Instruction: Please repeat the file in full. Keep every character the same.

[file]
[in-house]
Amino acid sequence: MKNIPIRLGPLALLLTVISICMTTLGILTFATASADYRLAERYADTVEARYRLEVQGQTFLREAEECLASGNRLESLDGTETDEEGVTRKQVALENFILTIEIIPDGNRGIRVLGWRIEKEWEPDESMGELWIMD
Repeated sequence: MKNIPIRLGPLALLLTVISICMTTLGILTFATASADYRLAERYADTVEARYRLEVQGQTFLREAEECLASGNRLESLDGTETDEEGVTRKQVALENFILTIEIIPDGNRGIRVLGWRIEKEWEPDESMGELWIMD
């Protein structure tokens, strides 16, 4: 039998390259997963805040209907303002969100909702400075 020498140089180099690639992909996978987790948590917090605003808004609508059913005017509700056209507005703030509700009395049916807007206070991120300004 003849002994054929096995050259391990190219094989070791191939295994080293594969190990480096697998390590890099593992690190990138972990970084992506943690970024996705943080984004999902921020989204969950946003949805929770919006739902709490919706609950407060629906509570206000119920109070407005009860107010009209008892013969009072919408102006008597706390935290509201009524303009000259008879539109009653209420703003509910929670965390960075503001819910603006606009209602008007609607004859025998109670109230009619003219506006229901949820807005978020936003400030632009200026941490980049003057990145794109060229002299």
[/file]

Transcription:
[in-house]
Amino acid sequence: MKNIPIRLGPLALLLTVISICMTTLGILTFATASADYRLAERYADTVEARYRLEVQGQTFLREAEECLASGNRLESLDGTETDEEGVTRKQVALENFILTIEIIPDGNRGIRVLGWRIEKEWEPDESMGELWIMD
Repeated sequence: MKNIPIRLGPLALLLTVISICMTTLGILTFATASADYRLAERYADTVEARYRLEVQGQTFLREAEECLASGNRLESLDGTETDEEGVTRKQVALENFILTIEIIPDGNRGIRVLGWRIEKEWEPDESMGELWIMD
């Protein structure tokens, strides 16, 4: 039998390259997963805040209907303002969100909702400075 020498140089180099690639992909996978987790948590917090605003808004609508059913005017509700056209507005703030509700009395049916807007206070991120300004 003849002994054929096995050259391990190219094989070791191939295994080293594969190990480096697998390590890099593992690190990138972990970084992506943690970024996705943080984004999902921020989204969950946003949805929770919006739902709490919706609950407060629906509570206000119920109070407005009860107010009209008892013969009072919408102006008597706390935290509201009524303009000259008879539109009653209420703003509910929670965390960075503001819910603006606009209602008007609607004859025998109670109230009619003219506006229901949820807005978020936003400030632009200026941490980049003057990145794109060229002299």